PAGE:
When southern Arizonans travel during the warmer months of the year, they get looks of sympathy when they reveal their homeplace. "Isn't it hot down there?" "Isn't it hard to live without seasons?" But Sonoran Desert dwellers know they have one up on the questioners, with two distinct seasons during what the rest of the country calls summer.
In Sonoran Desert
Summer, John Alcock captures the wonder and the science behind the
lives of wood-boring beetles, zebra-tailed lizards, round-tailed
ground squirrels, elk owls and saguaro cacti, among other species,
during both the desert summers: sizzling, cloudless dry days of May
and June, and the intermittent thunderstorms and downpours of the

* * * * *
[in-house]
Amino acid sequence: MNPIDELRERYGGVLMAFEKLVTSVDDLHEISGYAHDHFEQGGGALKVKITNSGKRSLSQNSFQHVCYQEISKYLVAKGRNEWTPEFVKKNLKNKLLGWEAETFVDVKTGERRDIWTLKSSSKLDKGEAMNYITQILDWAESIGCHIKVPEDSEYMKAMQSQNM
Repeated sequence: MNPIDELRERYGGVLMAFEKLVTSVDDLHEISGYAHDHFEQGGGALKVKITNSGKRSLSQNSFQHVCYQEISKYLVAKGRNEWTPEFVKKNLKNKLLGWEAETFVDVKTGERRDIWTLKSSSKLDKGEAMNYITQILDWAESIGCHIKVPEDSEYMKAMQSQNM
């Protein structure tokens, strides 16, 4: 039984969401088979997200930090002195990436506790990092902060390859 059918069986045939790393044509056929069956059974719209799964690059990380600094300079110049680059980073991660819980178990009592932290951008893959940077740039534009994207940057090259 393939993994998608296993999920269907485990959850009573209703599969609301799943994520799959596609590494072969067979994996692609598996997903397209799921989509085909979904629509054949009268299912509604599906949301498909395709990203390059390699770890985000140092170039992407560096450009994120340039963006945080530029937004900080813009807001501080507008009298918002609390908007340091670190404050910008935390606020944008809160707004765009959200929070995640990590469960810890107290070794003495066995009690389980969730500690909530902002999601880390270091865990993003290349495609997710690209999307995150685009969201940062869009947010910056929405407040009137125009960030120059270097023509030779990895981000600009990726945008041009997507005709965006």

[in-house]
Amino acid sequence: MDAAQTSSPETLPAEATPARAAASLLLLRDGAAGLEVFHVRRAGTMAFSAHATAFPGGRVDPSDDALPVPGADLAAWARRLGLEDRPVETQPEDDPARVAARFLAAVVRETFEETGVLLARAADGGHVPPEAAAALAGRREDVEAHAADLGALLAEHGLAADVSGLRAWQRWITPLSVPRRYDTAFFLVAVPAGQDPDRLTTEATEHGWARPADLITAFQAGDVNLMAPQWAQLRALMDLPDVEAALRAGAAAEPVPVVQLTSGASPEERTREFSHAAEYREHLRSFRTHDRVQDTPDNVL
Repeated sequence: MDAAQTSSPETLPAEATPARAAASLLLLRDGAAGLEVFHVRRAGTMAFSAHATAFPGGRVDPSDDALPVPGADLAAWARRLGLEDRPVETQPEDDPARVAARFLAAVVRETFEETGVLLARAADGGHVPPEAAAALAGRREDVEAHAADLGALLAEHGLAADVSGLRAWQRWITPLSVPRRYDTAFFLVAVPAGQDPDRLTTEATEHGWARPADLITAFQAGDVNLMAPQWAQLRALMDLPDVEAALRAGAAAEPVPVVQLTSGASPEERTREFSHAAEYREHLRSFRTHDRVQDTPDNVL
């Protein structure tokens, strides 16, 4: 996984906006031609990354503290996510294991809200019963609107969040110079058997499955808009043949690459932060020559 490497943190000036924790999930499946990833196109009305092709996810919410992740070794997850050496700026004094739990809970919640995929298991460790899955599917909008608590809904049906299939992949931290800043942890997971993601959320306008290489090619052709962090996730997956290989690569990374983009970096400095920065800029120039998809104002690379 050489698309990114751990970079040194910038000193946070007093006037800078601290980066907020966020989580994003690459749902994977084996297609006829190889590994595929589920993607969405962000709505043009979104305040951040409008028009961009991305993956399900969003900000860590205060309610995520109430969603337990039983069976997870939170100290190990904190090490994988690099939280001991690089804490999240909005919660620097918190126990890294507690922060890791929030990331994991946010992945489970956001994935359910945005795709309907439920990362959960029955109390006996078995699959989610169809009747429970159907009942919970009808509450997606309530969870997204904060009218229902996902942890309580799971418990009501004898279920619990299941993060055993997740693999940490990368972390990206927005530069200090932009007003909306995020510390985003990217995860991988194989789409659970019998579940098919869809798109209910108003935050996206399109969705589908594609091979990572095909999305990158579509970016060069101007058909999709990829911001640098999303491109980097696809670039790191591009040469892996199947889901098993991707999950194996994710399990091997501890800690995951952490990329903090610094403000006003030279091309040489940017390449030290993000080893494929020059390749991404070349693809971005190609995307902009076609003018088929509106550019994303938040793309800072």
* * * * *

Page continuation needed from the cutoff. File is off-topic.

late summer monsoon season.
In his book,
hummingbirds vie for the nectar of a flowering saguaro but drop out
of aerial combat if the food source isn't rich enough. Gila
monsters, orange and black, venture out for brief morning periods
from April through June, in pursuit of their diet of birds' eggs
and baby quail; the rest of their lives is spent in underground
burrows, which explains why they are rarely seen by humans.
Alcock, a zoology professor at Arizona State
University, has avoided technical writing. His vivid personal and
historical accounts of scientific research play out as
mini-mysteries. Sonoran Desert Summer, released in 1990, recently
has been published in paperback, as has his earlier book, Sonoran
The University of Arizona Press,
1230 N. Park Ave., Tucson, AZ 85719. Sonoran Desert Summer: 188
pages. Sonoran Desert Spring: 135 pages. Illustrations by Marilyn
Hoff Stewart. Cost of each is $15.95.